Scotland’s Deputy First Minister Nicola Sturgeon promised to cut her country’s energy bills by 5% if it becomes independent.
Speaking at the Scottish National Party conference in Perth yesterday, she criticised the “disjointed” way energy efficiency measures are funded and said responsibility for them should be transferred from energy companies to the Scottish Government.
Westminster currently dictates energy policy and its ECO scheme – which requires suppliers to put energy saving measures in vulnerable or fuel poor homes – is paid for through levies on bills.
Nicola Sturgeon said: “Right now, the Scottish Government invests around £80m a year on energy efficiency schemes while a further £120m comes from a scheme designed in Westminster.
“It is a disjointed approach, it doesn’t take account of Scottish priorities and it’s not as efficient as it could be. Tackling fuel poverty is one area where we could do so much better with the powers of independence.”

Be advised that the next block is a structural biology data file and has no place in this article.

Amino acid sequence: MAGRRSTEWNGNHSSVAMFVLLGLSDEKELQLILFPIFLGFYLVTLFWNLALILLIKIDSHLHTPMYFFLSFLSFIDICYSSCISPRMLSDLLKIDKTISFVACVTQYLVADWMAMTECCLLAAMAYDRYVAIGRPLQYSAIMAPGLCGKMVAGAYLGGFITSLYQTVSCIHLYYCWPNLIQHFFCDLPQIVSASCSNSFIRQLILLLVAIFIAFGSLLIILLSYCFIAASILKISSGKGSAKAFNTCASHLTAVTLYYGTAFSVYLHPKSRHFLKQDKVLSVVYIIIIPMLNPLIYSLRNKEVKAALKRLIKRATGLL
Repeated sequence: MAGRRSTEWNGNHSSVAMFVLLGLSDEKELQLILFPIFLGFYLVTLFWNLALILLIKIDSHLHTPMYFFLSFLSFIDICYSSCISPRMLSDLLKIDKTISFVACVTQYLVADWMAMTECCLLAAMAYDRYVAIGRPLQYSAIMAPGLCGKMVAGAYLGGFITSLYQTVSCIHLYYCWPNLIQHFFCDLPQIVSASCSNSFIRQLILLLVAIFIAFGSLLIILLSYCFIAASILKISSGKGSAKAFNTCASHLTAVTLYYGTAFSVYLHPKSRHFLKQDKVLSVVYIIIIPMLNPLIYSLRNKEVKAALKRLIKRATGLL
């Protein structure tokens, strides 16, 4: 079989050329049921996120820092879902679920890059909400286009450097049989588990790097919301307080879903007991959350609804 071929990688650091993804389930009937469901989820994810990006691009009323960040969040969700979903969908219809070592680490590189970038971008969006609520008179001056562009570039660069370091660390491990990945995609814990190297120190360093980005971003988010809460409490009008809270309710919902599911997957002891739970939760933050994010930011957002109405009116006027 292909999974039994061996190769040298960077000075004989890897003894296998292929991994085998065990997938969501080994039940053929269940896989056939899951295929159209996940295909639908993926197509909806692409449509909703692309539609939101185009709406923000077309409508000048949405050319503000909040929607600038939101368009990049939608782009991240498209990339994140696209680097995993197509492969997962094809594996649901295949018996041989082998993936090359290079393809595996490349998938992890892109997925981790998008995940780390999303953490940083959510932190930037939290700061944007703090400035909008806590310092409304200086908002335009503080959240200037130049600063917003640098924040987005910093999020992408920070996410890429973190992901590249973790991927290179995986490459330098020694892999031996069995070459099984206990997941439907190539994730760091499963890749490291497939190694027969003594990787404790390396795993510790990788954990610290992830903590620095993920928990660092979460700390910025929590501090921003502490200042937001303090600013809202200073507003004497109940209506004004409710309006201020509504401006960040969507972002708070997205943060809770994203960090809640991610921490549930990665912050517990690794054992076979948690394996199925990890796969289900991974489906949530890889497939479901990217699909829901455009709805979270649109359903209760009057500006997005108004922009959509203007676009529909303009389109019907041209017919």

She suggested the policy shake-up would slice a chunk out of energy bills: “We estimate that it will cut energy bills by around 5% – or £70 a year. Not a short term measure – but a real and lasting cut in Scottish energy bills.”
Direct government funding for fuel poverty schemes would tot up to at least £200 million per year, she said.
A spokesperson for Nicola Sturgeon told ELN this would be funded through “central taxation” and the policy would be on an “annual basis for some years”.
The SNP’s website has a countdown to a referendum on independence ticking away in days, hours, minutes and seconds. Currently the ticker stands at 333 days.
Earlier at the SNP conference her colleague Fergus Ewing, the Scottish Energy Minister, said the nation’s renewable energy sources will help to keep energy bills lower in future.
He said: “By displacing electricity generated by fossil fuels which are vulnerable to price rises on international markets, renewables will keep bills lower than would otherwise be the case – £166 a year lower according to analysis conducted by the DECC earlier this year.”
The minister added: “With both Ofgem and National Grid warning about the increased risk of blackouts Scotland’s record levels of renewables generation are increasingly important to keeping the lights on across these islands.”